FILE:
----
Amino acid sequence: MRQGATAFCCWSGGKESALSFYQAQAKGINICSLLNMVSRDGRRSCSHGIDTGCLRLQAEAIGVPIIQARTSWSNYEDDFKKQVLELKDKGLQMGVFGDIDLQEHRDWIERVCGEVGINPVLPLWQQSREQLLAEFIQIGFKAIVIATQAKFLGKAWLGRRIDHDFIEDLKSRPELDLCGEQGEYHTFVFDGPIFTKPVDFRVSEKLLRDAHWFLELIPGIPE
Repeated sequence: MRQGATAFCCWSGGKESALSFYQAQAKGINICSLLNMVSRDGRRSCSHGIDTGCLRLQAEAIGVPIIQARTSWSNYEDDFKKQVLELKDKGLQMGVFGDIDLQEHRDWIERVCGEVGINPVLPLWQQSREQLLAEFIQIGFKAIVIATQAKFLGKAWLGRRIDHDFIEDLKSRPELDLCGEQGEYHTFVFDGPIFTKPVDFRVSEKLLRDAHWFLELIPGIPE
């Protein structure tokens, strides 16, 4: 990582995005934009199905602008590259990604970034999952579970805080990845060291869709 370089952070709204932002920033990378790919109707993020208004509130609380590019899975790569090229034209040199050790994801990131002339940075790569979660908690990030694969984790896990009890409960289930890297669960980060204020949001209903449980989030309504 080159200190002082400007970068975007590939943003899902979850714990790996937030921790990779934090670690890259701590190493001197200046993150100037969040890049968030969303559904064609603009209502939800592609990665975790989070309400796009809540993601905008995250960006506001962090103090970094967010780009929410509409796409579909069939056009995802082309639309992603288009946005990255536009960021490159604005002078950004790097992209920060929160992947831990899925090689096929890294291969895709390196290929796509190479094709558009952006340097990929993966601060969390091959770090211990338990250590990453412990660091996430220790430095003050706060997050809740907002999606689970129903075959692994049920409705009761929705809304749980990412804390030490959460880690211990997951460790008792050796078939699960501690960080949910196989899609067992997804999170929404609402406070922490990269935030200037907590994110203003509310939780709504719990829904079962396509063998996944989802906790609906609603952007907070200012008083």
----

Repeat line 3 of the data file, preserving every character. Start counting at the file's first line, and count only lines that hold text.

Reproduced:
């Protein structure tokens, strides 16, 4: 990582995005934009199905602008590259990604970034999952579970805080990845060291869709 370089952070709204932002920033990378790919109707993020208004509130609380590019899975790569090229034209040199050790994801990131002339940075790569979660908690990030694969984790896990009890409960289930890297669960980060204020949001209903449980989030309504 080159200190002082400007970068975007590939943003899902979850714990790996937030921790990779934090670690890259701590190493001197200046993150100037969040890049968030969303559904064609603009209502939800592609990665975790989070309400796009809540993601905008995250960006506001962090103090970094967010780009929410509409796409579909069939056009995802082309639309992603288009946005990255536009960021490159604005002078950004790097992209920060929160992947831990899925090689096929890294291969895709390196290929796509190479094709558009952006340097990929993966601060969390091959770090211990338990250590990453412990660091996430220790430095003050706060997050809740907002999606689970129903075959692994049920409705009761929705809304749980990412804390030490959460880690211990997951460790008792050796078939699960501690960080949910196989899609067992997804999170929404609402406070922490990269935030200037907590994110203003509310939780709504719990829904079962396509063998996944989802906790609906609603952007907070200012008083």